Opel/Vauxhall has a made a breakthrough in managing its vehicle orders and forecasting in real time together with material availability and logistics, thanks in parts to systems implemented by software-provider flexis
In today’s complex supply chains, with a proliferation of customer options and global material, one major challenge for carmakers like Opel/Vauxhall is to manage parts availability against production schedules as far in advance as possible, and with as much flexibility up to final assembly. After all, any changes to supply that cannot be resolved might result in expensive premium freight; furthermore, a plant’s sudden need to swap the sequence of vehicle production because of shortages could delay customer deliveries.
To maintain stability, according to Michael Scholl, director of supply chain, Opel works with a material plan based on 11 months of fully specified forecast vehicle orders and projections. Orders can be changed at any time before the plant production sequence is fixed. “To protect the suppliers from volatility created by order changes, we work with a pick-up sheet concept that fixes material call-offs two weeks prior to pickup at the supplier side,” he says.
A difficulty in managing these orders is the separation among most manufacturers between those who manage orders, material supply and logistics. In cases where one team might see changes or disruptions – whether it’s an order change, a material shortage or delayed shipment – there is usually a time lag before others know and react.
However, Opel has recently made a step-change in its order processes. Last year, it implemented a suite of IT systems from software provider flexis – supported by an organisational realignment – which has helped the carmaker to integrate the workflow of the teams responsible for forecasts, orders, materials management and production scheduling.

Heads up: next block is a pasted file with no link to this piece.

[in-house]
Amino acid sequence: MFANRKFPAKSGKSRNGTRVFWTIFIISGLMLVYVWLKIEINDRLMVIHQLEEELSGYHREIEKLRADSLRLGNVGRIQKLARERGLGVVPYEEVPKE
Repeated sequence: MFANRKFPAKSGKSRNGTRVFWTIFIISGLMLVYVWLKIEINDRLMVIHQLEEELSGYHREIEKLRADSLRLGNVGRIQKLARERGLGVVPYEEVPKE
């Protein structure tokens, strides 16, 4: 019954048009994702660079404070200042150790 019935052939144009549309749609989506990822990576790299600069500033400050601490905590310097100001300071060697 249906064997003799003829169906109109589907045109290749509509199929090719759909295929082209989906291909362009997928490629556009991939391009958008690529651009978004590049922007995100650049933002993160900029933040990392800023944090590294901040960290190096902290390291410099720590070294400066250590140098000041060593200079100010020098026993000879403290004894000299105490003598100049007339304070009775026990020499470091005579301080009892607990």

From sequential to parallel planning
In this new process, called ‘order slotting’, Opel takes real and forecast vehicle orders at the time of order entry and ‘explodes’ them into part numbers based on the bill of material. The resulting part requirements are then compared in real time with the availability and constraints of these part numbers. This approach – which is actually a combination of three, off-the-shelf flexis modules that manage demand, capacity and inventory – covers planning for tier one suppliers to Opel’s plants. The software solution brings together vehicle orders that start from 11 months and material information for eight months up until nearly three weeks before production, when the information is passed onto plants.
According to Oliver Reisch, chief operating officer at flexis, the systems are based on an advanced ‘in-memory’ data storage technology combined with online systems. The order pipeline automatically adjusts to all changes, including confirmation of customer orders, market and forecast changes, as well as advanced shipping notices (ASN) that provide visibility of material in transit. This information is then matched against the production schedule to determine any constraints.
“The systems cover all of the forecast horizon as well as the customer order horizon,” says Reisch. “When a new [vehicle] order comes in, it is allocated to a plant and calculated against the availability of capacity and material availability using the due date information in the order.”
For Opel, these system processes have replaced the planning and scheduling functions in its own mainframe production planning system. The flexis software effectively synchronises programme, supply and order planning processes that carmakers usually manage sequentially, which tends to mean supply shortages or other building constraints are not immediately accounted for. Instead, manufacturers usually do a ‘batch run’ overnight or once a week to check for issues. Build schedules and material orders would then be adjusted manually.